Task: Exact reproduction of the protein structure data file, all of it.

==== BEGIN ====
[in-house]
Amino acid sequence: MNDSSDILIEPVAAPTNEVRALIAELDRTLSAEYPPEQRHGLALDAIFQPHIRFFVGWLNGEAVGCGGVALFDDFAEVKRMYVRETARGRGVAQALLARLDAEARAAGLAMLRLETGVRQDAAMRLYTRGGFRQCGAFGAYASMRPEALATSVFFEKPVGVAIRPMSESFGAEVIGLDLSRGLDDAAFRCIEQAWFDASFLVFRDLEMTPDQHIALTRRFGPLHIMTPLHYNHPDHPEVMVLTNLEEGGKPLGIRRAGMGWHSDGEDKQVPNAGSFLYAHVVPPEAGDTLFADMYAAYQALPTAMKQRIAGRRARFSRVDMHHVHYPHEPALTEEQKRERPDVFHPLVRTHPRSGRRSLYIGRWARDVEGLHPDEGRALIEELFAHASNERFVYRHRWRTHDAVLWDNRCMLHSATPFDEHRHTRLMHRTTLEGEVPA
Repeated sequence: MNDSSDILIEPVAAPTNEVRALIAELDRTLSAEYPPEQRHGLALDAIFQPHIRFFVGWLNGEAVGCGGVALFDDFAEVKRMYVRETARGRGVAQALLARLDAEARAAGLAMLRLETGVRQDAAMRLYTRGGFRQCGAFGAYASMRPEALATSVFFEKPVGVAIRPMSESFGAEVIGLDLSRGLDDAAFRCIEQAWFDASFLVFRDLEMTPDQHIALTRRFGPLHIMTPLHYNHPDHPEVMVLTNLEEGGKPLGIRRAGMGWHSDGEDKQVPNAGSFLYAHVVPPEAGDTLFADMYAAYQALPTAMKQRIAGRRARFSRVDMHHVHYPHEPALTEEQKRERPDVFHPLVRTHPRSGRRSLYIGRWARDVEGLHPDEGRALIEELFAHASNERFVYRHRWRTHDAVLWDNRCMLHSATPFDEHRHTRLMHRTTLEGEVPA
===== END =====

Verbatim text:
[in-house]
Amino acid sequence: MNDSSDILIEPVAAPTNEVRALIAELDRTLSAEYPPEQRHGLALDAIFQPHIRFFVGWLNGEAVGCGGVALFDDFAEVKRMYVRETARGRGVAQALLARLDAEARAAGLAMLRLETGVRQDAAMRLYTRGGFRQCGAFGAYASMRPEALATSVFFEKPVGVAIRPMSESFGAEVIGLDLSRGLDDAAFRCIEQAWFDASFLVFRDLEMTPDQHIALTRRFGPLHIMTPLHYNHPDHPEVMVLTNLEEGGKPLGIRRAGMGWHSDGEDKQVPNAGSFLYAHVVPPEAGDTLFADMYAAYQALPTAMKQRIAGRRARFSRVDMHHVHYPHEPALTEEQKRERPDVFHPLVRTHPRSGRRSLYIGRWARDVEGLHPDEGRALIEELFAHASNERFVYRHRWRTHDAVLWDNRCMLHSATPFDEHRHTRLMHRTTLEGEVPA
Repeated sequence: MNDSSDILIEPVAAPTNEVRALIAELDRTLSAEYPPEQRHGLALDAIFQPHIRFFVGWLNGEAVGCGGVALFDDFAEVKRMYVRETARGRGVAQALLARLDAEARAAGLAMLRLETGVRQDAAMRLYTRGGFRQCGAFGAYASMRPEALATSVFFEKPVGVAIRPMSESFGAEVIGLDLSRGLDDAAFRCIEQAWFDASFLVFRDLEMTPDQHIALTRRFGPLHIMTPLHYNHPDHPEVMVLTNLEEGGKPLGIRRAGMGWHSDGEDKQVPNAGSFLYAHVVPPEAGDTLFADMYAAYQALPTAMKQRIAGRRARFSRVDMHHVHYPHEPALTEEQKRERPDVFHPLVRTHPRSGRRSLYIGRWARDVEGLHPDEGRALIEELFAHASNERFVYRHRWRTHDAVLWDNRCMLHSATPFDEHRHTRLMHRTTLEGEVPA